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Large-scale trans-ethnic replication and discovery of genetic associations for rare diseases with self-reported medical data

By Suyash S. Shringarpure, Wei Wang, Yunxuan Jiang, Alison Acevedo, Devika Dhamija, Briana Cameron, Adrian Jubb, Peng Yue, The 23andMe Research Team, Lea Sarov-Blat, Robert Gentleman, Adam Auton

Posted 16 Jun 2021
medRxiv DOI: 10.1101/2021.06.09.21258643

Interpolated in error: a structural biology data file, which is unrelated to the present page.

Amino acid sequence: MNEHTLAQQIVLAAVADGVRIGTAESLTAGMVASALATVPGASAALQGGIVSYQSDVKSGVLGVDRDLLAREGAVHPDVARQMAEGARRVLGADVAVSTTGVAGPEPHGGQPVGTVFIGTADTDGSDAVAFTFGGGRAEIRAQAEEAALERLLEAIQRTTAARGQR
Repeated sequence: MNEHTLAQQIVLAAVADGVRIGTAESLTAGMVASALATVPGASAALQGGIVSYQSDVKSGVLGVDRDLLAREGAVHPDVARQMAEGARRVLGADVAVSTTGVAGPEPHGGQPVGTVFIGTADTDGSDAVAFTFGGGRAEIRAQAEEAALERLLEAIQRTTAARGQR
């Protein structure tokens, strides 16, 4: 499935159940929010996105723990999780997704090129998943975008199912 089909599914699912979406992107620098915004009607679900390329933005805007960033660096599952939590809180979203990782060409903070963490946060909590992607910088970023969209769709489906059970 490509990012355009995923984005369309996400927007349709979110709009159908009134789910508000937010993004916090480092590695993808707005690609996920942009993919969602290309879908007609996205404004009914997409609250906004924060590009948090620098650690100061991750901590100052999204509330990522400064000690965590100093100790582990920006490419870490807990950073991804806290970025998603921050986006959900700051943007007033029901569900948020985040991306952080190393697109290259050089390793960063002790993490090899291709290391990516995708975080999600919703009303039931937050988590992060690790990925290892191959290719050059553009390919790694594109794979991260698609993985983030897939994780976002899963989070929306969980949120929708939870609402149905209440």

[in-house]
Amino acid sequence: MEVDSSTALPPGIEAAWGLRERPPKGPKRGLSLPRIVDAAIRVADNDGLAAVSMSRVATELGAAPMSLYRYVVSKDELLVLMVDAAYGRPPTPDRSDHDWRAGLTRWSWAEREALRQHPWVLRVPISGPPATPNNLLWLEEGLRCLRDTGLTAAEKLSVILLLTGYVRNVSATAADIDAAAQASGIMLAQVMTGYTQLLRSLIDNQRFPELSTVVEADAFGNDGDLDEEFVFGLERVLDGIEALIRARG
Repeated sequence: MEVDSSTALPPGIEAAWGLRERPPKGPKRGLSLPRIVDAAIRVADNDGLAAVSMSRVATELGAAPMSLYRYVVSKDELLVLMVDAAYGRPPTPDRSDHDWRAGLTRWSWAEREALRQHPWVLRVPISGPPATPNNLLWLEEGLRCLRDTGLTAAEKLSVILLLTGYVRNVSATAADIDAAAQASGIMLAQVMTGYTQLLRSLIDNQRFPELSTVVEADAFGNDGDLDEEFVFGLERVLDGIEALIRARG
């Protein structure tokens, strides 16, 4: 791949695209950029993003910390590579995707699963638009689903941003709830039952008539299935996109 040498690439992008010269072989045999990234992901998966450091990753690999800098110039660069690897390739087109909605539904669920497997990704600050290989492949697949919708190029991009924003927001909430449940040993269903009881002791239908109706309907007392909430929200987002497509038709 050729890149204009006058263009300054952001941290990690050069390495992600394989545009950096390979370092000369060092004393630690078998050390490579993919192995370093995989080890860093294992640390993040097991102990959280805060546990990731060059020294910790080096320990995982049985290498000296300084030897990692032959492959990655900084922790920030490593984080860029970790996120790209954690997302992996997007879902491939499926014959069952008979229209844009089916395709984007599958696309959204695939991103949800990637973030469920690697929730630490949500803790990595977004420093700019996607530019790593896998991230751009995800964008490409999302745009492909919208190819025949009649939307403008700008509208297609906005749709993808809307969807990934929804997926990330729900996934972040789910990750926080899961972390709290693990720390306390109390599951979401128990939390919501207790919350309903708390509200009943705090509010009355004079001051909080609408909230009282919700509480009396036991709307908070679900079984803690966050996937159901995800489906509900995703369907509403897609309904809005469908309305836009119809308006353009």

A key challenge in the study of rare disease genetics is assembling large case cohorts for well- powered studies. We demonstrate the use of self-reported diagnosis data to study rare diseases at scale. We performed genome-wide association studies (GWAS) for 33 rare diseases using self-reported diagnosis phenotypes and re-discovered 29 known associations to validate our approach. In addition, we performed the first GWAS for Duane retraction syndrome, vestibular schwannoma and spontaneous pneumothorax, and report novel genome-wide significant associations for these diseases. We replicated these novel associations in non-European populations within the 23andMe, Inc. cohort as well as in the UK Biobank cohort. We also show that mixed model analyses including all ethnicities and related samples increase the power for finding associations in rare diseases. Our results, based on analysis of 19,084 rare disease cases for 33 diseases from 7 populations, show that large-scale online collection of self-reported data is a viable method for discovery and replication of genetic associations for rare diseases. This approach, which is complementary to sequencing-based approaches, will enable the discovery of more novel genetic associations for increasingly rare diseases across multiple ancestries and shed more light on the genetic architecture of rare diseases.

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